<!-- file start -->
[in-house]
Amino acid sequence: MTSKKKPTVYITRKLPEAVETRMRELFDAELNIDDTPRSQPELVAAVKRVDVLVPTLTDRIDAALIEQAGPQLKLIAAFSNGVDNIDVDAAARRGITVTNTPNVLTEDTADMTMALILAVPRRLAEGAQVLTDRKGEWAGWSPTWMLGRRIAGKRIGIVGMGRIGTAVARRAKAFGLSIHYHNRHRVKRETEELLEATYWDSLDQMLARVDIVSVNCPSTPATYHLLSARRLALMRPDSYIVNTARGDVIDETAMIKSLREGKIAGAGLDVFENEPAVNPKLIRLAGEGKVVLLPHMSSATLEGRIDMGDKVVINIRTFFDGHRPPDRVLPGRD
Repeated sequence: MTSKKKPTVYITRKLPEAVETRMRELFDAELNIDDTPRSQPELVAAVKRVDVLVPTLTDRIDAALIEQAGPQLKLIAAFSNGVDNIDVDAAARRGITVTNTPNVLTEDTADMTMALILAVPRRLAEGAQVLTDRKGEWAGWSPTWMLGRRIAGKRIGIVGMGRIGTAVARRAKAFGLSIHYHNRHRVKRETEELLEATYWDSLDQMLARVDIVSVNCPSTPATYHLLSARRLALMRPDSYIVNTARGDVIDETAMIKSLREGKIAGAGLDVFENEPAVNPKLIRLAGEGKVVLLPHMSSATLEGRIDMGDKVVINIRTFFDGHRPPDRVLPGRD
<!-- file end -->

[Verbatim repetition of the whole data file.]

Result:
[in-house]
Amino acid sequence: MTSKKKPTVYITRKLPEAVETRMRELFDAELNIDDTPRSQPELVAAVKRVDVLVPTLTDRIDAALIEQAGPQLKLIAAFSNGVDNIDVDAAARRGITVTNTPNVLTEDTADMTMALILAVPRRLAEGAQVLTDRKGEWAGWSPTWMLGRRIAGKRIGIVGMGRIGTAVARRAKAFGLSIHYHNRHRVKRETEELLEATYWDSLDQMLARVDIVSVNCPSTPATYHLLSARRLALMRPDSYIVNTARGDVIDETAMIKSLREGKIAGAGLDVFENEPAVNPKLIRLAGEGKVVLLPHMSSATLEGRIDMGDKVVINIRTFFDGHRPPDRVLPGRD
Repeated sequence: MTSKKKPTVYITRKLPEAVETRMRELFDAELNIDDTPRSQPELVAAVKRVDVLVPTLTDRIDAALIEQAGPQLKLIAAFSNGVDNIDVDAAARRGITVTNTPNVLTEDTADMTMALILAVPRRLAEGAQVLTDRKGEWAGWSPTWMLGRRIAGKRIGIVGMGRIGTAVARRAKAFGLSIHYHNRHRVKRETEELLEATYWDSLDQMLARVDIVSVNCPSTPATYHLLSARRLALMRPDSYIVNTARGDVIDETAMIKSLREGKIAGAGLDVFENEPAVNPKLIRLAGEGKVVLLPHMSSATLEGRIDMGDKVVINIRTFFDGHRPPDRVLPGRD